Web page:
Bava Batra 10


Over the last few pages, the talmudic discourse was focused on how best to make donations to charity and the merits of doing so. These passages, like the one we read at the very end of yesterday’s page, seek to inspire readers to increase their altruism and take care of those in need:

Rabbi Yehoshua ben Levi says: Anyone who is accustomed to performing acts of charity merits blessing; they will have children who are masters of wisdom, masters of wealth, and masters of aggadah.

According to Rashi, this last phrase means they will be people who have the ability to interpret biblical verses in a way that inspires others and earns them respect. As the conversation continues on today’s daf, we read a tale about Rav Pappa that shows us a stick rather than offering us another carrot. 

Rav Pappa was once climbing up a ladder when his foot slipped and he almost fell. He thought: Is it possible that I am liable like Shabbat desecrators and idol worshippers?

If something like this happened to me, I imagine that I would pause, calm myself and continue up the ladder at a slower pace, taking extra care to make sure my feet are firmly planted on each step. On my way up, it’s more than likely that I would have words with myself about the momentary lapse in attention that had almost catastrophic consequences. Rav Pappa, however, does not consider that he might simply have been careless and suspects that he has committed a particularly egregious transgression. Violating Shabbat and worshiping idols both carry a biblical penalty of stoning. By the time of the Talmud, this was not enforced by rabbinic courts. Instead, it was presumed that God would arrange for these transgressors to meet the fate they deserve. Rashi reminds us of a teaching we encountered back on Ketubot 30 that seems to speak directly to Rav Pappa’s experience:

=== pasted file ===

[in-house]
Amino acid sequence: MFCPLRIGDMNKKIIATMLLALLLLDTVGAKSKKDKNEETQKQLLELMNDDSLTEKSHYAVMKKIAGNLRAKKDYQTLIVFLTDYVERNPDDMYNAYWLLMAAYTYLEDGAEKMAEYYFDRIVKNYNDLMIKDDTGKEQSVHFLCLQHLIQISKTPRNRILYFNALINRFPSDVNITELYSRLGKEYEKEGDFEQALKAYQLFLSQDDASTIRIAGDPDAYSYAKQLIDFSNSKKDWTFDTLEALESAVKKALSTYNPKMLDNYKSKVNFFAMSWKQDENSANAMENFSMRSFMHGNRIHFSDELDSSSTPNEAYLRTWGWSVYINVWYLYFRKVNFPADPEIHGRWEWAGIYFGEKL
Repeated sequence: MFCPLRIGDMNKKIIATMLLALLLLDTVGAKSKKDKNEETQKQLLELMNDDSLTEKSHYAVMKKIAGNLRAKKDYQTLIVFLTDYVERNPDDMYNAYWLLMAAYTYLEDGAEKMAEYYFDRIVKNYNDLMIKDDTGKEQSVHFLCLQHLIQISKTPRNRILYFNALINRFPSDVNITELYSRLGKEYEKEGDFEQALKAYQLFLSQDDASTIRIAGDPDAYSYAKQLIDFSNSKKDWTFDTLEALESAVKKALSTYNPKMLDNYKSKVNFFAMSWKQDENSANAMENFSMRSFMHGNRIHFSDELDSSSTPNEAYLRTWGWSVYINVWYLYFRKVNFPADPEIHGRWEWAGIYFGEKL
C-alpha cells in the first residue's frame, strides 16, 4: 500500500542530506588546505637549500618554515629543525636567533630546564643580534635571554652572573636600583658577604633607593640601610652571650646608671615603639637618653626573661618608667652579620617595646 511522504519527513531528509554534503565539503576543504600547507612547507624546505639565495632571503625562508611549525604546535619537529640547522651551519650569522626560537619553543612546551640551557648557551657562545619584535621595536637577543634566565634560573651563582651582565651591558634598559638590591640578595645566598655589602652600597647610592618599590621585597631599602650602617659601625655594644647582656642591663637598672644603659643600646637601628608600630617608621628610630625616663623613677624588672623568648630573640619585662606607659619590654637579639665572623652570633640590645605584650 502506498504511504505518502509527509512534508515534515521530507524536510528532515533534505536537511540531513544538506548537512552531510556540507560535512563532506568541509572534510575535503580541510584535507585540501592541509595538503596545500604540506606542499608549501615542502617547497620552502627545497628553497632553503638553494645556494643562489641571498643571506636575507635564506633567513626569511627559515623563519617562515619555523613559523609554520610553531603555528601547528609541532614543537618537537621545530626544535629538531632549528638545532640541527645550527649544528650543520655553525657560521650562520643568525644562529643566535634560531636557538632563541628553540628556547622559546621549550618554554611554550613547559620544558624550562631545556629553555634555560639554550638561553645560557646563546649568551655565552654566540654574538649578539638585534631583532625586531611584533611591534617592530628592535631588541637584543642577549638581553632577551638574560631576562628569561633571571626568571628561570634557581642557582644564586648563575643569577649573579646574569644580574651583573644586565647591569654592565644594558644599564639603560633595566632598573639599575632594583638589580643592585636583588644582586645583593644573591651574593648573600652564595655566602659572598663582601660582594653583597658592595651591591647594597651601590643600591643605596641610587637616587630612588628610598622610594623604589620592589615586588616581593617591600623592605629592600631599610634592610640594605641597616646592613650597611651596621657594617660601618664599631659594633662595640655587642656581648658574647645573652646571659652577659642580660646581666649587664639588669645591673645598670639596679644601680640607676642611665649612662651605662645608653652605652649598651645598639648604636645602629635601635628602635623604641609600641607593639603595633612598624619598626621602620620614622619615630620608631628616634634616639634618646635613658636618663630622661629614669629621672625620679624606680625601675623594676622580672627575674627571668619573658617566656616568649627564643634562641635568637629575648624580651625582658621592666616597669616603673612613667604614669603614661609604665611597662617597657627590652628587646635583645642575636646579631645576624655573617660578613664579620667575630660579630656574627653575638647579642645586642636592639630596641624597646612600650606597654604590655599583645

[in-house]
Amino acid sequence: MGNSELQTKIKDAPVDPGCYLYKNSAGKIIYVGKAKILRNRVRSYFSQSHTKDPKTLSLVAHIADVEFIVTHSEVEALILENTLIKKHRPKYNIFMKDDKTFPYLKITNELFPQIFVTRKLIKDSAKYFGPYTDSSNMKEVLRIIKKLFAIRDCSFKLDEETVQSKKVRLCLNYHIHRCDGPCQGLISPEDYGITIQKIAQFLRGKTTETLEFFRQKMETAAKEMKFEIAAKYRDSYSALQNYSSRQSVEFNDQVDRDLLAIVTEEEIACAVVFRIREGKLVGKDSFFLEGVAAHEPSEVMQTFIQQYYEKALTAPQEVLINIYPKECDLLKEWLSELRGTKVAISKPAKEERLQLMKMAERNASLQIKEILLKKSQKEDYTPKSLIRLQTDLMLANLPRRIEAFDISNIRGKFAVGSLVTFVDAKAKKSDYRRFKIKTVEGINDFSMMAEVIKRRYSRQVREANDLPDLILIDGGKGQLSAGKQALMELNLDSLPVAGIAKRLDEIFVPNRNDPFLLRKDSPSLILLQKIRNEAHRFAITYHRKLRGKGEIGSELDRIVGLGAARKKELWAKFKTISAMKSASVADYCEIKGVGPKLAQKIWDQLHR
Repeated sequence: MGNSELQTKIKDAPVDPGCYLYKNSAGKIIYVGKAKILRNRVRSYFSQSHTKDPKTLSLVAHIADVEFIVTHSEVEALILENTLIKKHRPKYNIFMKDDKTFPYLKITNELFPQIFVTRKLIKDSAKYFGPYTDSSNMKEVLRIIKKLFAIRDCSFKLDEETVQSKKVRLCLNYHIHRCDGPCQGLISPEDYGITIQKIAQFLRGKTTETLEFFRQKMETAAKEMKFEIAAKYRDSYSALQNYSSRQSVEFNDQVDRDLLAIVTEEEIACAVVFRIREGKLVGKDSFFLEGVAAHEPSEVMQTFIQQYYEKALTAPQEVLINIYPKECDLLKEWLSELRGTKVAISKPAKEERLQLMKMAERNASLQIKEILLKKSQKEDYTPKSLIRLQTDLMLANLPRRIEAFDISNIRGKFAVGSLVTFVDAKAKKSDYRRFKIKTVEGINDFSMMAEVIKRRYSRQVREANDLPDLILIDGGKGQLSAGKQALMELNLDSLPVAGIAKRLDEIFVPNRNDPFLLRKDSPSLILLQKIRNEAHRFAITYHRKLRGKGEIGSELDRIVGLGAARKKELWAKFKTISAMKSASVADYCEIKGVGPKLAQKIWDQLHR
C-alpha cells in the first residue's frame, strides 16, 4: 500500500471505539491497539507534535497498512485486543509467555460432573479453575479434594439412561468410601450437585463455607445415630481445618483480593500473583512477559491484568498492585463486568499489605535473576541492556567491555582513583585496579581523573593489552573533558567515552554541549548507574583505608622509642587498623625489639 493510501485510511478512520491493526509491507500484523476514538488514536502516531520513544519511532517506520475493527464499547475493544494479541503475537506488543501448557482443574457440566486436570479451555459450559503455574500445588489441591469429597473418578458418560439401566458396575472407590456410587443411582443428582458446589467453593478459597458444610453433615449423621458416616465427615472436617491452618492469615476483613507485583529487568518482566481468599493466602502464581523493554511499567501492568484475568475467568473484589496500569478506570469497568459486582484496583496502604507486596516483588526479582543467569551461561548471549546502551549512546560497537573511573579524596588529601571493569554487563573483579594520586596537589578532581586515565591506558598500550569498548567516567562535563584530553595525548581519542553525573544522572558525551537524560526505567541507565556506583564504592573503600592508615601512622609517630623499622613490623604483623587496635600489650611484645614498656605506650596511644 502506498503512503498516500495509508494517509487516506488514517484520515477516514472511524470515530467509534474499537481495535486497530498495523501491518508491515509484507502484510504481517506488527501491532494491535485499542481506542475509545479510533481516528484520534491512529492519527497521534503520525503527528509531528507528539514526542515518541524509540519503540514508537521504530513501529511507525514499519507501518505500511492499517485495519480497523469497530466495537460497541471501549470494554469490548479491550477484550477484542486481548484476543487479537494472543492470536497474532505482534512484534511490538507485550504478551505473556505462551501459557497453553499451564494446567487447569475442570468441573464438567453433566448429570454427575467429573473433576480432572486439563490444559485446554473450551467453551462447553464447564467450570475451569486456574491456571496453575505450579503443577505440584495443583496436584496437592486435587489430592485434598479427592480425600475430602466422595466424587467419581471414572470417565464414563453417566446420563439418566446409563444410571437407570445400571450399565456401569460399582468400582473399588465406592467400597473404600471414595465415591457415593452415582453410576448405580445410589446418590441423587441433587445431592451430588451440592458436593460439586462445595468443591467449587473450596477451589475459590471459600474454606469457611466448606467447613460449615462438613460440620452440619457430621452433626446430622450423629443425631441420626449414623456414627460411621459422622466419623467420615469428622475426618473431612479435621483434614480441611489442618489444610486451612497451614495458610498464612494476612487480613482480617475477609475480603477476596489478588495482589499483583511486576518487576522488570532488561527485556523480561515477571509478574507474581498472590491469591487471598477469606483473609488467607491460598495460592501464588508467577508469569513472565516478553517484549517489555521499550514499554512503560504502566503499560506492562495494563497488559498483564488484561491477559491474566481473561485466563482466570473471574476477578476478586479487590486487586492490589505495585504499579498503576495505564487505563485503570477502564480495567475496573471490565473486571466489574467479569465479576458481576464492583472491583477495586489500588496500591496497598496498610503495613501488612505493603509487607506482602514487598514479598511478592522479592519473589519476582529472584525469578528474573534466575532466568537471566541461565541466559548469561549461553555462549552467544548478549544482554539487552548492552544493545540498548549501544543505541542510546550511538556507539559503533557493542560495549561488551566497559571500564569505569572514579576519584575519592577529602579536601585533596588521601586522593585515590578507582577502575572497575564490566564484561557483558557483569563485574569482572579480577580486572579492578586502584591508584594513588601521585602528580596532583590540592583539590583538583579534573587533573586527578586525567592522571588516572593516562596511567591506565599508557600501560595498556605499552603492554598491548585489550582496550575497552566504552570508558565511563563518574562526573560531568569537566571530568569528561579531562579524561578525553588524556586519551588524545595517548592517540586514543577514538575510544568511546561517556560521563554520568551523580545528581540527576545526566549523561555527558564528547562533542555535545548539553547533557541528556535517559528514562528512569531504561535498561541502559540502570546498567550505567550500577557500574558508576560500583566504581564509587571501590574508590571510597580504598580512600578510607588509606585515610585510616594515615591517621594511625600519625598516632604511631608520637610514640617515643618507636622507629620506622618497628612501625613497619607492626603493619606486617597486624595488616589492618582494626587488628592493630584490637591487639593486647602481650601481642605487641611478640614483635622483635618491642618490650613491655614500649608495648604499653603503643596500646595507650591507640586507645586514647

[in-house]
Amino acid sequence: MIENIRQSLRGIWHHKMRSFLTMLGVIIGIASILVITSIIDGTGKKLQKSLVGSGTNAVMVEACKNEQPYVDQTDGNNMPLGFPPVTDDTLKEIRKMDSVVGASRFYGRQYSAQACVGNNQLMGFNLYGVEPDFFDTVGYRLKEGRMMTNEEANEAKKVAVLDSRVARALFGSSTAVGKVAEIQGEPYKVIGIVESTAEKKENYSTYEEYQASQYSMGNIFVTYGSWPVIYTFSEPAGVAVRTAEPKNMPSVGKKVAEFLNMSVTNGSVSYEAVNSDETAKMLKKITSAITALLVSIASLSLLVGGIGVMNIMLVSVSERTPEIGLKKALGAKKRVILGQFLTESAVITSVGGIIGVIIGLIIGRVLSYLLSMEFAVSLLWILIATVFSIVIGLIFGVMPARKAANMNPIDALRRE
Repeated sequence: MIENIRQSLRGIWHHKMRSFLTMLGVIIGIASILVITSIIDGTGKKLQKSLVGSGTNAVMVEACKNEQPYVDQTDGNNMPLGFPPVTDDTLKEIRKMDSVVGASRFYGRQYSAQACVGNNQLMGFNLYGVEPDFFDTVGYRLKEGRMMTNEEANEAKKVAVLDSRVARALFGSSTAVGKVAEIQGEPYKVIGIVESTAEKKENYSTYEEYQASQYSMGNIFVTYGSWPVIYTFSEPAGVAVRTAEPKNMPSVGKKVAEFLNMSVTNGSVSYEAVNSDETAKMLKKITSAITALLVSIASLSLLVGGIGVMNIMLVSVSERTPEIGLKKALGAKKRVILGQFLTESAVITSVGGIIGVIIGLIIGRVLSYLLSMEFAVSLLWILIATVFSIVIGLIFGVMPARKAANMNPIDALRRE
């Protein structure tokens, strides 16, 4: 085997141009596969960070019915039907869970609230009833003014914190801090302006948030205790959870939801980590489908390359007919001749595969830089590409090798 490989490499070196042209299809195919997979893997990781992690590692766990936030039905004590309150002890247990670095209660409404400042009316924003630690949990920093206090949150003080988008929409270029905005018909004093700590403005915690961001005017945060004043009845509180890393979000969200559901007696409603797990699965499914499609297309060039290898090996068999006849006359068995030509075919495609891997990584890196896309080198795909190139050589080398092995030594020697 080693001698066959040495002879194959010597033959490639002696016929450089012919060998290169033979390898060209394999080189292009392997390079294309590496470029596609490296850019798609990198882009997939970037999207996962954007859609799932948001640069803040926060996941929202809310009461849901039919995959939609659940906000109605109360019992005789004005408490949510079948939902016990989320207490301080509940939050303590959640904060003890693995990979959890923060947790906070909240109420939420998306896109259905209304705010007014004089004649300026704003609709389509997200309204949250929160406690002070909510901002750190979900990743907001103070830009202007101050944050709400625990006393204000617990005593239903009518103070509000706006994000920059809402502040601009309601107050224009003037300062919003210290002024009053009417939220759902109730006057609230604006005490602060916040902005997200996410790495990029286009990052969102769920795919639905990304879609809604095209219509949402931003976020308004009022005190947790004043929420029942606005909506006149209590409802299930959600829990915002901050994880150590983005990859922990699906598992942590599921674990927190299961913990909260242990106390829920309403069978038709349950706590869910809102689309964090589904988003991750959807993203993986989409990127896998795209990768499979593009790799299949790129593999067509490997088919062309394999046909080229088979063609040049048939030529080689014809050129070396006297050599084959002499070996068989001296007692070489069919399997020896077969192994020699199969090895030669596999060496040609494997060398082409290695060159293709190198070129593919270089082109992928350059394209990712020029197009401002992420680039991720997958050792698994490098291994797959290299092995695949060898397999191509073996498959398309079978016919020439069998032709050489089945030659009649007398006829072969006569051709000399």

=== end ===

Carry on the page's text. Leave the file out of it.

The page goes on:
One who was liable to be executed by stoning either falls from the roof or a beast tramples him.

But while Rav Pappa suspects these capital offenses are the reason he almost fell, Hiyya bar Rav of Difti suggests another possibility:

Perhaps a poor person once approached you and you did not sustain him. As it was taught in a beraita: Rabbi Yehoshua ben Korha says: Anyone who turns his eyes away from one seeking charity is considered as if he worships idols.

This incredible source equates turning a beggar away with idol worship. Rav Pappa does not respond to Hiyya bar Rav’s challenge, and neither does the Gemara, leaving open the possibility that it has merit. 

Rav Pappa seems to have gotten off with a warning. We might not be as fortunate, suggests the Gemara, if we turn aside from those in need.

Read all of Bava Batra 10 on Sefaria.

This piece originally appeared in a My Jewish Learning Daf Yomi email newsletter sent on July 5, 2024. If you are interested in receiving the newsletter, sign up here.

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